Unfortunately I can't be too much more specific, but the data size is around 5000 rows. –  syntax Aug 30 '11 at 19:21
Is the table/data set format under your control? Is there some reason you need to use these separate tables? If you can control the way data goes in, you can make this far, far easier - and it sounds like this would more easily be solved in code than SQL. –  Kieren Johnstone Aug 30 '11 at 19:23

4 Answers 4

In order to condense columns together you can use the SQL standard function COALESCE.

Access doesn't support COALESCE, but if does have a NZ function. Sadly the latter only takes 1 parameter, not an unlimited number like COALESCE.

Still if you want everything in one column, you can do a large UNION like so.

 SELECT a AS OneColumnToRuleThemAll FROM (
  SELECT col1 as a FROM a
  SELECT col2 as a FROM b
  SELECT ....) S

This will put everything in one column.

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How about 2 steps. In step one, use union to combine all the records into one table having all the common columns, including the unique ID, the priority, then name, and the others. This doesn't need to be an insert query, so you don't need an actual table.

This won't give you each source as a yes/no column, but you would have one row per source per unique identifier, which might be just as good.

If you want the top priority name to show for each row, you could do the select with a subquery for the Name column.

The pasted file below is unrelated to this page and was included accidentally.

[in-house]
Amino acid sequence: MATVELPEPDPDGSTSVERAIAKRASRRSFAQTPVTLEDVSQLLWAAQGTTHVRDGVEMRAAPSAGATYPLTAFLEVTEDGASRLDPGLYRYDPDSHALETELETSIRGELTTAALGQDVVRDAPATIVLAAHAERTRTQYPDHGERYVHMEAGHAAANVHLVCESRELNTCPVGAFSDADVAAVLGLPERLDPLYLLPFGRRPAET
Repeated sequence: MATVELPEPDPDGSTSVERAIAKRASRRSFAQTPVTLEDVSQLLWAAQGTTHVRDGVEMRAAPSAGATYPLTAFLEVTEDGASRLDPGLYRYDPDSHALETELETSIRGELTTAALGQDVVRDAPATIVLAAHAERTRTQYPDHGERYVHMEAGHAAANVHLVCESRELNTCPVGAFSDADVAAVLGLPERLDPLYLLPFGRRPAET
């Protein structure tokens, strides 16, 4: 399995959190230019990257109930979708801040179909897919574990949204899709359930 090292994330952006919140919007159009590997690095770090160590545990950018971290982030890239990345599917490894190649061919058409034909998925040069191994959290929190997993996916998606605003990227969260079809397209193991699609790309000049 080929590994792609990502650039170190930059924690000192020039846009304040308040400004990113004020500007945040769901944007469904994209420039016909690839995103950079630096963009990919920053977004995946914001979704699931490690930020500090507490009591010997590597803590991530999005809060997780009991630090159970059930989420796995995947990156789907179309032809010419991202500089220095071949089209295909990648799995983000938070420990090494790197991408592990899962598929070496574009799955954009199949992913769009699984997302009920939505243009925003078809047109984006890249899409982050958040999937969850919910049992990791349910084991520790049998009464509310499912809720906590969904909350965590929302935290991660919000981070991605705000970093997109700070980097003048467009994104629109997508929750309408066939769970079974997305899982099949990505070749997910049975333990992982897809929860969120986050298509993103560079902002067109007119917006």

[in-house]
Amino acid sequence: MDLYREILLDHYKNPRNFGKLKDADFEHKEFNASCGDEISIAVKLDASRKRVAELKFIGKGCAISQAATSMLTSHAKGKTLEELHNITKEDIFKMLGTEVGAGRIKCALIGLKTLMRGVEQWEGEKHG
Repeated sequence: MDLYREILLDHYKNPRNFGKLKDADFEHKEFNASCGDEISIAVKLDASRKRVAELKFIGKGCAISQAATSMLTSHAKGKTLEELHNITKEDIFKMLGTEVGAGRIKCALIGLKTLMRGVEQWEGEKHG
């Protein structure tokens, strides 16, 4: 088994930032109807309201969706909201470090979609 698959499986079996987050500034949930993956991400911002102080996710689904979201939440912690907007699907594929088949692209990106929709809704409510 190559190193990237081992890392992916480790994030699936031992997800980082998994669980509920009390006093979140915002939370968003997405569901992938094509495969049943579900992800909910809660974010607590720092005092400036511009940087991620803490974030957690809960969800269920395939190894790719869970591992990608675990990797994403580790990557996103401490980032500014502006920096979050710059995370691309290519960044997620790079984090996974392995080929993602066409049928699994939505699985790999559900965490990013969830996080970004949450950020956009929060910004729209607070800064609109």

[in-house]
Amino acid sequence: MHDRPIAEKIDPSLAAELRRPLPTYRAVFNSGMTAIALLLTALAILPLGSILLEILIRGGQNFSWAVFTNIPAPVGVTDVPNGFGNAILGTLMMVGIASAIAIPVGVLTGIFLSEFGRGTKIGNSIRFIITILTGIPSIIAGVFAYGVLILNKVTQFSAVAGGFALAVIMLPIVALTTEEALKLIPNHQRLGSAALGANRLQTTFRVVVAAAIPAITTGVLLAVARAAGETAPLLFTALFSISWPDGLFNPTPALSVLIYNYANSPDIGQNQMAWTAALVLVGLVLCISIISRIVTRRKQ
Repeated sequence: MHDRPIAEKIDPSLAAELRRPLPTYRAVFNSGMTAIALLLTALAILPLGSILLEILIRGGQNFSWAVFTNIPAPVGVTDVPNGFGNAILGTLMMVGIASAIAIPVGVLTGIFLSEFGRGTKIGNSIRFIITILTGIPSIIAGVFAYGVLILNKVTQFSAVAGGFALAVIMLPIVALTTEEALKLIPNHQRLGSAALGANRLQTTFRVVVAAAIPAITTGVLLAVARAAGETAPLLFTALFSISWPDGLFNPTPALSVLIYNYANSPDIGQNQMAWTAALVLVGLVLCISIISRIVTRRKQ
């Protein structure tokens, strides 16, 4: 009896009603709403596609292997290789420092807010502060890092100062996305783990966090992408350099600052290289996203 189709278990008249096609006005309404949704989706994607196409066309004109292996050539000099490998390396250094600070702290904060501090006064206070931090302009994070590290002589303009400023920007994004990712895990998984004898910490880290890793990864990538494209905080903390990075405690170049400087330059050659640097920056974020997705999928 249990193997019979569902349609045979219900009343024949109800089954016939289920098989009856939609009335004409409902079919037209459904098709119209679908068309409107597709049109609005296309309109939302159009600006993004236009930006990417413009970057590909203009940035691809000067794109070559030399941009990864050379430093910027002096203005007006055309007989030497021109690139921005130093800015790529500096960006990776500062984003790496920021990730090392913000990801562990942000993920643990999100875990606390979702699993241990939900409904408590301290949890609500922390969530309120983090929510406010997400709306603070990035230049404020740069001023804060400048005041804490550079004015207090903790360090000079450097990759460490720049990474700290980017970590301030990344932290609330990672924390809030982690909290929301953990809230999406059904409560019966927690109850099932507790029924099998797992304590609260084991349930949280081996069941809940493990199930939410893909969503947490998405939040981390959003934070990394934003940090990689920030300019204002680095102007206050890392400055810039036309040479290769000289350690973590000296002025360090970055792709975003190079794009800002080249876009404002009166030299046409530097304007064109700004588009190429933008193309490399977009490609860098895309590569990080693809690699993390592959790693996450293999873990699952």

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I actually solved it last night with a bit of re-jiggering of the queries. In case someone else out there has a similar problem, here's what I did:

1) My one union query (query1 is what I called it above) still had the unique numbers, item names, common properties, source name, and source flag (we use it as an indicator of whether it was new to the universe or not).

2) A new crosstab query (I'll call it query1_crosstab) was made, with the row heading as the unique number, the column heading as the source name, and the value (a crosstab property) as the source flag. An alternative is to set the value to be equal to count(item_name), which would put 1's in the places where a source had the relevant Item, or to do Iif(count(item_name)=1,"x",null) to put x's instead (what we prefer to do)

3) A new grouping query was made which did the same as query2 above, namely grouping by unique number and choosing minimum source number and rejoining onto the union query1 to get the item names from the highest ranked sources.

4) One last new query joined 2) and 3) based on the unique number, so that all of the common properties as well as information about each item's presence in each of the sources was listed in the query.

5) Finally I could join this query to any of the source tables (only 2) that had extra properties not common to all of the tables. Alternatively in the first step (the union), columns could've been added to include all of the properties, and ones not present in a source would just have null values.

I hope this helps someone!

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I would do this:

SELECT UniqueNumber, Name, 1 as TablePriority FROM Table1
SELECT UniqueNumber, Name, 2 as TablePriority FROM Table2
SELECT UniqueNumber, Name, 3 as TablePriority FROM Table3
SELECT UniqueNumber, Name, 4 as TablePriority FROM Table4
SELECT UniqueNumber, Name, 5 as TablePriority FROM Table5
ORDER BY TablePriority DESC